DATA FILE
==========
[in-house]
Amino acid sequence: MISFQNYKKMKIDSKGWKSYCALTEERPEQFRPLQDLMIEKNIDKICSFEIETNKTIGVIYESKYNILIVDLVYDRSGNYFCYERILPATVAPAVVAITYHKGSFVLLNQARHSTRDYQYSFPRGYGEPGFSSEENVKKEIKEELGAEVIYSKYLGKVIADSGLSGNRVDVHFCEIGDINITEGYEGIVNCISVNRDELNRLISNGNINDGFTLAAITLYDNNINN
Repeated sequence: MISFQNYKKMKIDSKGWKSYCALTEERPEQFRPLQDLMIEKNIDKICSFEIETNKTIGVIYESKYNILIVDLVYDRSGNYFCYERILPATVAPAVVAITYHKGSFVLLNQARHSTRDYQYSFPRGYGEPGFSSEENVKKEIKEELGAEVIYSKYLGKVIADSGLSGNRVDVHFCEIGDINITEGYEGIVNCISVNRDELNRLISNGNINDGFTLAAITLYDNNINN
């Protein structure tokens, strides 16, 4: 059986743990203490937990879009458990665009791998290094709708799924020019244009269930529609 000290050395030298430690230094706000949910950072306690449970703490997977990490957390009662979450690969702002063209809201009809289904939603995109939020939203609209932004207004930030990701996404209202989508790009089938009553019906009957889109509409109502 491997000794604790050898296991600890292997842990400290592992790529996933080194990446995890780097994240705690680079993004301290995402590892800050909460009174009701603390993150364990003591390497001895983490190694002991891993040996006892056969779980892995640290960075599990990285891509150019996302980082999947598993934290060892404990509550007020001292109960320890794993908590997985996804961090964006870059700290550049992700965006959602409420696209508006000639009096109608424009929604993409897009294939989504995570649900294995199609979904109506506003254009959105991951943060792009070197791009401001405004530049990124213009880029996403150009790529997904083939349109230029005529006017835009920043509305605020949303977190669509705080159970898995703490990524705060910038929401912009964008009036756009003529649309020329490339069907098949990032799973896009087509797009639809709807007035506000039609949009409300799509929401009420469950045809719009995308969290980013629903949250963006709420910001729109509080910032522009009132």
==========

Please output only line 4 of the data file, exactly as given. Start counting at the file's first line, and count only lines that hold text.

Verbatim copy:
């Protein structure tokens, strides 16, 4: 059986743990203490937990879009458990665009791998290094709708799924020019244009269930529609 000290050395030298430690230094706000949910950072306690449970703490997977990490957390009662979450690969702002063209809201009809289904939603995109939020939203609209932004207004930030990701996404209202989508790009089938009553019906009957889109509409109502 491997000794604790050898296991600890292997842990400290592992790529996933080194990446995890780097994240705690680079993004301290995402590892800050909460009174009701603390993150364990003591390497001895983490190694002991891993040996006892056969779980892995640290960075599990990285891509150019996302980082999947598993934290060892404990509550007020001292109960320890794993908590997985996804961090964006870059700290550049992700965006959602409420696209508006000639009096109608424009929604993409897009294939989504995570649900294995199609979904109506506003254009959105991951943060792009070197791009401001405004530049990124213009880029996403150009790529997904083939349109230029005529006017835009920043509305605020949303977190669509705080159970898995703490990524705060910038929401912009964008009036756009003529649309020329490339069907098949990032799973896009087509797009639809709807007035506000039609949009409300799509929401009420469950045809719009995308969290980013629903949250963006709420910001729109509080910032522009009132």